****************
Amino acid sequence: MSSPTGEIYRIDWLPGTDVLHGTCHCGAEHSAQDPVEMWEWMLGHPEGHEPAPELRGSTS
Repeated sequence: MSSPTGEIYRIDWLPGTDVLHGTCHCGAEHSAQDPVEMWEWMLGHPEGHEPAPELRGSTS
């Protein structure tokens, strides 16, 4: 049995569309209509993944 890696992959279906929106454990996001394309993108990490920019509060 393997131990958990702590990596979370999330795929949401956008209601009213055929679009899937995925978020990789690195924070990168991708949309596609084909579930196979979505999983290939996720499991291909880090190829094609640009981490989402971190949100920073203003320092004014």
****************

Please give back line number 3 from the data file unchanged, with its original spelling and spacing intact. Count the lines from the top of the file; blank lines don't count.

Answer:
């Protein structure tokens, strides 16, 4: 049995569309209509993944 890696992959279906929106454990996001394309993108990490920019509060 393997131990958990702590990596979370999330795929949401956008209601009213055929679009899937995925978020990789690195924070990168991708949309596609084909579930196979979505999983290939996720499991291909880090190829094609640009981490989402971190949100920073203003320092004014």